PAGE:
If I were a noob (but knew what I know now) and wanted a revolver, I'd look at the Ruger SP-101 in 3", perhaps the S&W Model 60 in 3". They're still built on smaller frames, but they're heavier, with a 3" barrel that'll aid in controlling recoil. Both are built as .357mag platforms, but you can use either .357mag or .38sp cartridges in them. Can look at pre-owned revolvers, too, which can help keep the price down if you know what you're looking for.
If I wanted a good, reliable, easy to use pistol instead, I'd look at the Ruger SR9 or SR9c, the Bersa Thunder UC Pro 9/40/45, the CZ 75/PCR/P-01, or perhaps the S&W M&P 9. All are easy to use, reliable, durable, larger and heftier to better support a noob during the learning phase, etc. The Bersa is fairly cost-effective as well. If willing to consider some of the discontinued units from prior years, take a long look at the third-generation S&W pistols, notably the 3900, 5900 and 6900 series. Various calibers, single- and double-stack, full-size and compact, DA/SA and DAO, with and without safeties. Excellent guns, even if no longer made.
I would suggest an NRA basic pistol class, but looking at your state law, (I wanted to make sure I was right) the NRA basic course does not qualify the training requirements for a CCW permit. It's almost as confusing as Kentucky's system. Find an instructor you trust get the straight answers and suggestions from him. However, you'll never go wrong by continuing your training and theirs with additional NRA courses. I'm getting ready to get certified as an instructor for the NRA Personal Protection in the Home and Outside the home.
These courses are good instruction that you can do as a group or as I prefer as a family.
What part of "shall not be infringed" do you not understand.
NRA Certified Instructor - Pistol
KY CCDW Instructor
All but the 38 sound good ..way too much kick and small sight radius get a nice basic 22 or ruger single six etc to start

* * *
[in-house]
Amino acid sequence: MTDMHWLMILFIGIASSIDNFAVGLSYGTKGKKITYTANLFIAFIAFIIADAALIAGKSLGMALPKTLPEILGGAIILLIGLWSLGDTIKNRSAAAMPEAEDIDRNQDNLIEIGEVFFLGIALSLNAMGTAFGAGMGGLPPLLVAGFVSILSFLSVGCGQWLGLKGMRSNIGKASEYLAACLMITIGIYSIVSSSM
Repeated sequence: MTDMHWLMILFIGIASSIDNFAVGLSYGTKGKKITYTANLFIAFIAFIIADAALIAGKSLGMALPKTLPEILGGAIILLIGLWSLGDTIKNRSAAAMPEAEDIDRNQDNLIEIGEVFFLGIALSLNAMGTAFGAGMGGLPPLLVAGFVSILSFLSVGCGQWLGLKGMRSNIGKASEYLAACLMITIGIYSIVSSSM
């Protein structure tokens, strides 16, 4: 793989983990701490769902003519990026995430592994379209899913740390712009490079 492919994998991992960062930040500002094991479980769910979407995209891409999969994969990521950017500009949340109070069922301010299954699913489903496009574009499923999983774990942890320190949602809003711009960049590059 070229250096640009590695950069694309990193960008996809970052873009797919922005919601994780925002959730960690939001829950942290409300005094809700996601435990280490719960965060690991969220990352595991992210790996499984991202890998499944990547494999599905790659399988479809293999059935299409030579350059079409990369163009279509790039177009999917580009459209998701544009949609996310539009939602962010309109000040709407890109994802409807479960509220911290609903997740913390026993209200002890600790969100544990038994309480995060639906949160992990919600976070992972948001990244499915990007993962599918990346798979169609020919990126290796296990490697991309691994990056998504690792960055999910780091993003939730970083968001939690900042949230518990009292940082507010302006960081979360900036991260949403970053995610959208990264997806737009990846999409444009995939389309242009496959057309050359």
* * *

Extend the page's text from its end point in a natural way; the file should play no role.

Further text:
Me if my first gun handed to me was a j frame with full house loads then ..
Do you have a full size k or such frame a model 10 a 686 etc?
“Every normal man must be tempted, at times, to spit on his hands, hoist the black flag, and begin slitting throats.” H.L. Mencken
"Vous ne les laisserez pas passer, mes camarades"
"We're surrounded. That simplifies our problem of getting to these people and killing them."Chesty Puller
As mentioned by others, my only concern is the snubby revolver for a new shooter. Something in a 4" barrel with some weight to it would be more suitable for a new shooter. Other than that, it sounds like you're on the right track.
Freedom doesn't come free. It is bought and paid for by the lives and blood of our men and women in uniform.
NRA Life Member
A 3-4" barrel in all-steel can make a world of difference, as compared to an Airweight S&W snubbie. Particularly for a newbie.
(Of course, some of us [er, that would include me] have troubles with the Airweights even now, after decades of shooting experience. Go figure.)
If I were to blindly select a revolver for a noob, I wouldn't have a problem starting with a Ruger Redhawk in 5" bbl, for .44mag but running .44sp. (Ruger KRH-444 Redhawk would be my own choice.) That or a comparable S&W would be a fine place to start, to learn all the basics. After a year, a person would be ready to reevaluate, but will likely have learned many of the skills sufficient to make an informed judgment at that time.
"If you don't want to get eaten, don't be food."
My daughter and son-in-law have both expressed an interest in firearms recently. This is a big step for my daughter who has always been personally anti gun. She realizes the world is not getting better. They have attended an NRA safety class, concealed carry class, and have applied for their CHL's. They have been out with my other son-in-law enough to become familiar with several firearms including .22's. Several of those tested were mine. Both are torn between semi's and revolvers. They have all the safety equipment and are going to join an indoor range. I have offered them their choices between the following:
Smith Performance Center 1911 round butt Commander
Smith Performance Center Model 66 3" .357
Smith Model 640 No dash
All will come with holsters and other accessories including ammo. I told them I could not in good conscience give them the guns so they have been offered any two for $20.00 each. I think that's fair.
P.S. My Colt's, STI's, and P938's are not up for possible adoption..